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How will the Fed get out of Jackson Hole?

As central bankers assemble in Wyoming for their annual talking shop, the best we can hope for may be no new damage to markets.

As central bankers assemble ion Wyoming for their annual talking shop, the best we can hope for may be no new damage to markets.

by
John Redwood

in Features

20.08.2019

Jerome Powell, Chairman of the Federal Reserve, has a difficult task on Friday when he addresses the annual meeting of central bankers, economists and others in Jackson Hole, Wyoming. The world and its markets will be watching and listening carefully. They will want him to perform two impossible tasks. They want him both to be independent of the US President, and want him to imply or announce further rate cuts and monetary easing. These two tasks are difficult to reconcile.

The Fed has held the view that the US economic data is fine, and there is no great need for monetary loosening. Indeed, at the start of this year they still thought they needed to raise rates and head off a possible future inflation. The president wants lower interest rates, and is peeved that the US has higher rates than the rest of the advanced world. This he sees as underlying a strong dollar, which gets in the way of correcting the US’s large balance of trade deficit.

The markets were probably right at the end of 2018 to signal that the world economy was slowing and needed some stimulus to prevent the manufacturing recession tipping into something bigger and more widespread. They are still right to worry about the pace of growth in the Eurozone, and maybe to want more stimulus in China. It is less clear that the US needs further monetary stimulus. Retail spending continues to grow, there are plenty more jobs, real pay is on the rise and GDP itself is advancing at more than 2% per annum. Money and credit growth has been brisk in recent weeks which included the recent rate cut. Were Mr Powell to stay data-driven he might now say there is no need for further rate cuts. That would doubtless unsettle the markets.

Reassurance repeated

Instead, Mr Powell is likely to repeat his recent mantra that trade uncertainties and the global backdrop argue for some more easing. The worldwide car industry has been badly hit by a variety of forces. These include the general wish to change over from diesel cars to all electric cars in a hurry before consumers are willing to buy electric cars in sufficient numbers, and before the manufacturers have put in enough capacity to effect a major shift in output. The loss of confidence in general manufacturing has reduced investment intentions and has knock on effects on plant and equipment. The advent of substantial tariffs on a wide range of Chinese imports into the US has worried many investors. All the time there is no resolution of the dispute in sight, Mr Powell has a reason to take a more relaxed view of the monetary situation.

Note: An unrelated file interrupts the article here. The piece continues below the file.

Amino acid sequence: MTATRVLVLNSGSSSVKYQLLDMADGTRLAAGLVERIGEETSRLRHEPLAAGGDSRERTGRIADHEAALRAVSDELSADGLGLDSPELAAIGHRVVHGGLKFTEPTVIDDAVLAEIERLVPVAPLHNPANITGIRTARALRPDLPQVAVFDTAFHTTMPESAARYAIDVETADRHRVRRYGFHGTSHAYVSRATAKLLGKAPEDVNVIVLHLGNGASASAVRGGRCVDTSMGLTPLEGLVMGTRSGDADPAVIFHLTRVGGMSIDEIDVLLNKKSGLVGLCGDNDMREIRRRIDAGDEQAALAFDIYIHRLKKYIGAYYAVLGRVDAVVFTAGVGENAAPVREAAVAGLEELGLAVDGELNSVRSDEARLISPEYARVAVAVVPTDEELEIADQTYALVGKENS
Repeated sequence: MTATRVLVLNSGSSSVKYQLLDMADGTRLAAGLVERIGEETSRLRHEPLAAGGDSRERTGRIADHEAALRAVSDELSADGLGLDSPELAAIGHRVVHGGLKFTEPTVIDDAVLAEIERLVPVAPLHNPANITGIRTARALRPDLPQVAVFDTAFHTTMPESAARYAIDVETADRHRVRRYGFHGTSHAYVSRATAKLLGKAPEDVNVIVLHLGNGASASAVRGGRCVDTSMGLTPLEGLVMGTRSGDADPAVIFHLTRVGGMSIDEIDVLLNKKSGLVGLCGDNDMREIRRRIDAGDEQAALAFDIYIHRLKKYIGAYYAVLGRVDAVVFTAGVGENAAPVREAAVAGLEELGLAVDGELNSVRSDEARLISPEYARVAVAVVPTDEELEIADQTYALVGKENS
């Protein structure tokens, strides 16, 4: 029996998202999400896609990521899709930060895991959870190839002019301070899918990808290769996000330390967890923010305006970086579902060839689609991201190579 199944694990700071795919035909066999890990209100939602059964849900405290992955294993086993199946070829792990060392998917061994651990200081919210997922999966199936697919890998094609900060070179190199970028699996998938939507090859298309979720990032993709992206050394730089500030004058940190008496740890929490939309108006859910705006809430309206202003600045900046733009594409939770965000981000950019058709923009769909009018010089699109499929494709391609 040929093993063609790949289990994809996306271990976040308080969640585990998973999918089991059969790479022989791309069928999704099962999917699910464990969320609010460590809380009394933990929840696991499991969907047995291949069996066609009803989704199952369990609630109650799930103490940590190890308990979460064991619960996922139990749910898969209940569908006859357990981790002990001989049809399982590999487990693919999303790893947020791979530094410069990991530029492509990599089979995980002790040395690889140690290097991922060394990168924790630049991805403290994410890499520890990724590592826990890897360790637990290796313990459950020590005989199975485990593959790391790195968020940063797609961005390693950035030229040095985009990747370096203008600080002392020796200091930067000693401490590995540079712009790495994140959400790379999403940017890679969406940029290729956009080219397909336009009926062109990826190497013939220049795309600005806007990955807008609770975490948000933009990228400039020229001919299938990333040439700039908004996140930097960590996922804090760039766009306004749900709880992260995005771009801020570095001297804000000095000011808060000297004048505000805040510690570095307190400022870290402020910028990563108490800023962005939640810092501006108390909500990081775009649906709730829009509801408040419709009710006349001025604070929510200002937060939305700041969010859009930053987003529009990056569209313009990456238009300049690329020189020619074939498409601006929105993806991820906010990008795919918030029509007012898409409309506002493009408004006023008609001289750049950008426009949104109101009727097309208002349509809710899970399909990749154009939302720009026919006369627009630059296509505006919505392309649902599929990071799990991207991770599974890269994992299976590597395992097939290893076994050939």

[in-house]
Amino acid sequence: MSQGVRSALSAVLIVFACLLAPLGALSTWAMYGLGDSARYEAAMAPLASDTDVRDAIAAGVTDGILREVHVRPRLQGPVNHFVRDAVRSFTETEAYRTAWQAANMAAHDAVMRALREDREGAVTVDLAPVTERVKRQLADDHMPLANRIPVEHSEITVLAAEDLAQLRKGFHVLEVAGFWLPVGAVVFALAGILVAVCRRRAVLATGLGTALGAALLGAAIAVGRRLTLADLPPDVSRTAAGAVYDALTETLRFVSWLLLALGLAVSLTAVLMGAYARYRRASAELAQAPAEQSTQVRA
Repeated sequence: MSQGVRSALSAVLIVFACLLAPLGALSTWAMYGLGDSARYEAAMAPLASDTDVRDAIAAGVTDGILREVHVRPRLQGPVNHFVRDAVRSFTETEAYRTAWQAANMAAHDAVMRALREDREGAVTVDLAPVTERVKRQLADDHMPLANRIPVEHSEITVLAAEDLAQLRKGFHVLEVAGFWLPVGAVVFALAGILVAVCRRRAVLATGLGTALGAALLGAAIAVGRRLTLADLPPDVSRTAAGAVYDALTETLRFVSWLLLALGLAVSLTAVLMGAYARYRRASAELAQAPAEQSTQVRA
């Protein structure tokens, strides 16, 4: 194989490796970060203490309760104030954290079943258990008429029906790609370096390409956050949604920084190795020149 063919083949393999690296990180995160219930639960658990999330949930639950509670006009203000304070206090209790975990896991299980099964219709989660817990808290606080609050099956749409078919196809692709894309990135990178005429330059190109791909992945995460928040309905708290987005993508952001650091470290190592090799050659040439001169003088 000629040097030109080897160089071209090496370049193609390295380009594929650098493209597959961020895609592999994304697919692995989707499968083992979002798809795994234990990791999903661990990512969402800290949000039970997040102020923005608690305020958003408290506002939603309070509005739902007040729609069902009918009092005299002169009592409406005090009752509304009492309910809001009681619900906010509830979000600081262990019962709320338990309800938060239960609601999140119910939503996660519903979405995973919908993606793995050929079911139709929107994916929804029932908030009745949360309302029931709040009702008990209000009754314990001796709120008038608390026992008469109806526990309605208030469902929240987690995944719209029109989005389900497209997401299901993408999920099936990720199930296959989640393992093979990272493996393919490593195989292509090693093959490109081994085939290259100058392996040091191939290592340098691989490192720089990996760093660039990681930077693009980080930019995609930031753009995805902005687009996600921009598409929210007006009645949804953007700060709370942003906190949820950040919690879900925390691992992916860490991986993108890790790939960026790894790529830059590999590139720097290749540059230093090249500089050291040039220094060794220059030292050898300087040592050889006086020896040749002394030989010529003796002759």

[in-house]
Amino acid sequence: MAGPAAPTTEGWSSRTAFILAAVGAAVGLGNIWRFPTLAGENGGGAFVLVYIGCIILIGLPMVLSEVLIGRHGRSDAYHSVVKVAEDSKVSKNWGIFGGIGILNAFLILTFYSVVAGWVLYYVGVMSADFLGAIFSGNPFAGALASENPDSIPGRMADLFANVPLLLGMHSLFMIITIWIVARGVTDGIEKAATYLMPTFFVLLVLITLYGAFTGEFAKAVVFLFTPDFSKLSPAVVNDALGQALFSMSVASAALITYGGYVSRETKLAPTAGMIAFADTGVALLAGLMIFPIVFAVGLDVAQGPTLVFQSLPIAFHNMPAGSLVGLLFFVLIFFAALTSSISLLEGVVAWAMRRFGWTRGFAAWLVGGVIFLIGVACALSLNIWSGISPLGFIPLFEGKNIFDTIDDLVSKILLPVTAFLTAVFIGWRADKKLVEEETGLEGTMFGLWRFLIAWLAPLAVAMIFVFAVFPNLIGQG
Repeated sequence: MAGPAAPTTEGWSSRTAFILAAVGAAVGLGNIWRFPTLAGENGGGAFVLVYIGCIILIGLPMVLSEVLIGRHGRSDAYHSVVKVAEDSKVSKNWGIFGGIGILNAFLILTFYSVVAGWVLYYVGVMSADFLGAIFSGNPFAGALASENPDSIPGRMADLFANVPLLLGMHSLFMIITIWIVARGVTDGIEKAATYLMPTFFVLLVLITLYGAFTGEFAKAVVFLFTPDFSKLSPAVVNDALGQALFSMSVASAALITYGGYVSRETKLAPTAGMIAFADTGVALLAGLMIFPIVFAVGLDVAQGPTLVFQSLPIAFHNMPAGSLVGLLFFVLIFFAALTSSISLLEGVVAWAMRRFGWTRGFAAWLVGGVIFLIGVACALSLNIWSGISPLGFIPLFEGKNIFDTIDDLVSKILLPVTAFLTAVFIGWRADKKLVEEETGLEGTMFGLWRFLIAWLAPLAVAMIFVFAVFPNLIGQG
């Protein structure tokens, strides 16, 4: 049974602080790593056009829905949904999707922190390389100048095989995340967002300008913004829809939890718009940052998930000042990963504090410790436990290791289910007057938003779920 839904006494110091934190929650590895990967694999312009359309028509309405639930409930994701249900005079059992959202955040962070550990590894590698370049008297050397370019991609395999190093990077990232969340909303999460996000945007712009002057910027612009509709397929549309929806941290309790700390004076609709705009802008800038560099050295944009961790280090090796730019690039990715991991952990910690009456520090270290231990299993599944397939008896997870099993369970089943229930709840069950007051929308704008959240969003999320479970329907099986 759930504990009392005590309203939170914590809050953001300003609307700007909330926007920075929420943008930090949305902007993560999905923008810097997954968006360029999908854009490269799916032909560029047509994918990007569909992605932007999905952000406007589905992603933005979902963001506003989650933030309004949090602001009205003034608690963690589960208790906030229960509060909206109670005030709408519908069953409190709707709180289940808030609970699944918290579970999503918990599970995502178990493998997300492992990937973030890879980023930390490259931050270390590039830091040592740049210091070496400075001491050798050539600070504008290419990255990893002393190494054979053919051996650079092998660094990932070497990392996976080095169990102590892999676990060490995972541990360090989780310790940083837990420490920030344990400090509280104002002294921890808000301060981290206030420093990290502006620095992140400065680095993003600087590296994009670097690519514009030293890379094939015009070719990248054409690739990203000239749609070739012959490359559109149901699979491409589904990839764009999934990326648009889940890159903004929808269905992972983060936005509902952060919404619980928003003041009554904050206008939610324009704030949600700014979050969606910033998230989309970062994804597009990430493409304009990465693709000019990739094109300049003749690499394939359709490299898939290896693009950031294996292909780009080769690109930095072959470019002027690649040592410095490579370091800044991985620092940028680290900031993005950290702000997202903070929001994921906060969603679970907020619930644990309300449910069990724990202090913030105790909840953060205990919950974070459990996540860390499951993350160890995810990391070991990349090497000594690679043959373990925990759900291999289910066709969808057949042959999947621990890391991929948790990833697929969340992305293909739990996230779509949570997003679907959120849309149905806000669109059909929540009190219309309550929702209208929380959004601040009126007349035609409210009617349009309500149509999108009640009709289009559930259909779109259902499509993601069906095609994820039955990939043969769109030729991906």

The meeting is likely to look forward to some further relaxation in the Eurozone. As Christine Lagarde takes over from Mario Draghi at the European Central Bank there may be further downward tweaks to bank interest rates and a possible resumption of some quantitative easing. The Eurozone economy is slowing too much, with Italy in recession in the second half of last year and Germany now struggling to avoid a recession following a negative second quarter. Japan too may be ready to ease some more. China has modestly devalued her currency whilst vigorously denying she is a currency manipulator, claiming the markets have driven the yuan lower owing to the imposition of tariffs.

Trump looms large

Donald Trump towers over all these issues and discussions. We await the Fed’s rethink on how to settle interest rates, and watch the Chinese response to the many challenges delivered to them by the US. Central to President Trump’s case is the proposition that the Chinese, the Germans and others are devaluing in order to sustain large trade surpluses at the US’s expense. He sees the Fed aiding them by keeping the dollar high by offering relatively very attractive interest rates to the rest of the world. China blames him for the weakness of the Chinese currency, as the world worries about Chinese exports against a background of high and rising tariffs.

The President also seems to like raising large sums from tariffs which gives him greater budget flexibility. He reckons this is not at the expense of the US consumer who appears to pay when they buy the foreign goods. The President thinks China takes the hit, partly by devaluation and partly presumably from squeezed margins as they fight to keep their prices down despite the tariff. He also hedges his bets by not placing tariffs on some highly-sensitive consumer goods US people wish to buy from China, delaying the tariff imposition until 15 December so voters can avoid them by shopping in good time for Christmas.

The best we can hope for from Jackson Hole is no new damage to markets. The Federal Reserve is likely to use Trump’s trade war as a reason to err on the lax side on rates and credit. The other main central banks will be leaning towards more accommodation, as they represent economies where the underlying figures about economic output are slowing, in some cases too much. Meanwhile, in the currency markets countries seem to be keen to encourage falls in the value of their own money as they try to sustain exports against a difficult world trade background.

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